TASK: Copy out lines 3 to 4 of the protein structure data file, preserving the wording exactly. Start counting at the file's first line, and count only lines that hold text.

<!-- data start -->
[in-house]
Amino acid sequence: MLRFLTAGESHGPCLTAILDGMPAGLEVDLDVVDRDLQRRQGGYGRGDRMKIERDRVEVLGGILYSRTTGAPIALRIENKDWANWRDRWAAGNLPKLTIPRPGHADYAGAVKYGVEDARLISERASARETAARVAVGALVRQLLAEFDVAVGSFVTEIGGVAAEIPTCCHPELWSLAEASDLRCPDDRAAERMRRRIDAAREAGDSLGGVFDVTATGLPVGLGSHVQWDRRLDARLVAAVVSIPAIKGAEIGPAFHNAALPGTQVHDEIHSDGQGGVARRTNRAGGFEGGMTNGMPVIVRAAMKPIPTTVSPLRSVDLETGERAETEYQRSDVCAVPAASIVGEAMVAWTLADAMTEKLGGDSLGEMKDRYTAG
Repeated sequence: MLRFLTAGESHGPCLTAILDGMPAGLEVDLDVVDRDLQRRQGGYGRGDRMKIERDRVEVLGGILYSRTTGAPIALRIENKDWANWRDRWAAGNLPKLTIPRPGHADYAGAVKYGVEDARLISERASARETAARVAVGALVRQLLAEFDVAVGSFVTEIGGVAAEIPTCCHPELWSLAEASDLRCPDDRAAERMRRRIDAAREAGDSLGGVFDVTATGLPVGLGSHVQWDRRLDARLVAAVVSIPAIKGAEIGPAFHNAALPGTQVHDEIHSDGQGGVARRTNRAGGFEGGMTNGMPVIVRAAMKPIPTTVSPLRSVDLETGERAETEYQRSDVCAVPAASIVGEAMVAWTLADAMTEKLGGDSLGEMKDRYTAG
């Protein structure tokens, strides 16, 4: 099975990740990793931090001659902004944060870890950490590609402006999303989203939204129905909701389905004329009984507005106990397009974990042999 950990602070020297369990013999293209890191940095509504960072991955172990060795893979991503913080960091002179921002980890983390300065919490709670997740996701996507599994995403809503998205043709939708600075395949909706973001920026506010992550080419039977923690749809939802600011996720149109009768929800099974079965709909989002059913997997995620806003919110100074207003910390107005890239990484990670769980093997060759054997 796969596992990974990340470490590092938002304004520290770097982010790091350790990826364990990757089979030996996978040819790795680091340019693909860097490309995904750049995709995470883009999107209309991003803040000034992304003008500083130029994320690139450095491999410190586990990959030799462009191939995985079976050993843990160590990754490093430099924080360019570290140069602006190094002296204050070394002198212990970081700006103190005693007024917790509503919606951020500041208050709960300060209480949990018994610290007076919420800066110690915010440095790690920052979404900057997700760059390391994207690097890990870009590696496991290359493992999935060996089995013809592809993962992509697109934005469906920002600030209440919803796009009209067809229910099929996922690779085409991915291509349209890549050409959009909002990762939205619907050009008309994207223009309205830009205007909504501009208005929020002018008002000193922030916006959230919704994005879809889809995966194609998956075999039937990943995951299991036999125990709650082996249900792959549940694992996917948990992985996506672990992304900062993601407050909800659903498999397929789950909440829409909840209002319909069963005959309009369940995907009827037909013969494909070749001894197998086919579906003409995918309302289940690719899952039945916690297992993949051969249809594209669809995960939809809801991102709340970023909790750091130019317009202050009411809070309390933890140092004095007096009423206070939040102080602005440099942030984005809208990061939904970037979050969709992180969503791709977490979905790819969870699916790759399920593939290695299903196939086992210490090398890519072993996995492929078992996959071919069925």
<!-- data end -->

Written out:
Repeated sequence: MLRFLTAGESHGPCLTAILDGMPAGLEVDLDVVDRDLQRRQGGYGRGDRMKIERDRVEVLGGILYSRTTGAPIALRIENKDWANWRDRWAAGNLPKLTIPRPGHADYAGAVKYGVEDARLISERASARETAARVAVGALVRQLLAEFDVAVGSFVTEIGGVAAEIPTCCHPELWSLAEASDLRCPDDRAAERMRRRIDAAREAGDSLGGVFDVTATGLPVGLGSHVQWDRRLDARLVAAVVSIPAIKGAEIGPAFHNAALPGTQVHDEIHSDGQGGVARRTNRAGGFEGGMTNGMPVIVRAAMKPIPTTVSPLRSVDLETGERAETEYQRSDVCAVPAASIVGEAMVAWTLADAMTEKLGGDSLGEMKDRYTAG
């Protein structure tokens, strides 16, 4: 099975990740990793931090001659902004944060870890950490590609402006999303989203939204129905909701389905004329009984507005106990397009974990042999 950990602070020297369990013999293209890191940095509504960072991955172990060795893979991503913080960091002179921002980890983390300065919490709670997740996701996507599994995403809503998205043709939708600075395949909706973001920026506010992550080419039977923690749809939802600011996720149109009768929800099974079965709909989002059913997997995620806003919110100074207003910390107005890239990484990670769980093997060759054997 796969596992990974990340470490590092938002304004520290770097982010790091350790990826364990990757089979030996996978040819790795680091340019693909860097490309995904750049995709995470883009999107209309991003803040000034992304003008500083130029994320690139450095491999410190586990990959030799462009191939995985079976050993843990160590990754490093430099924080360019570290140069602006190094002296204050070394002198212990970081700006103190005693007024917790509503919606951020500041208050709960300060209480949990018994610290007076919420800066110690915010440095790690920052979404900057997700760059390391994207690097890990870009590696496991290359493992999935060996089995013809592809993962992509697109934005469906920002600030209440919803796009009209067809229910099929996922690779085409991915291509349209890549050409959009909002990762939205619907050009008309994207223009309205830009205007909504501009208005929020002018008002000193922030916006959230919704994005879809889809995966194609998956075999039937990943995951299991036999125990709650082996249900792959549940694992996917948990992985996506672990992304900062993601407050909800659903498999397929789950909440829409909840209002319909069963005959309009369940995907009827037909013969494909070749001894197998086919579906003409995918309302289940690719899952039945916690297992993949051969249809594209669809995960939809809801991102709340970023909790750091130019317009202050009411809070309390933890140092004095007096009423206070939040102080602005440099942030984005809208990061939904970037979050969709992180969503791709977490979905790819969870699916790759399920593939290695299903196939086992210490090398890519072993996995492929078992996959071919069925």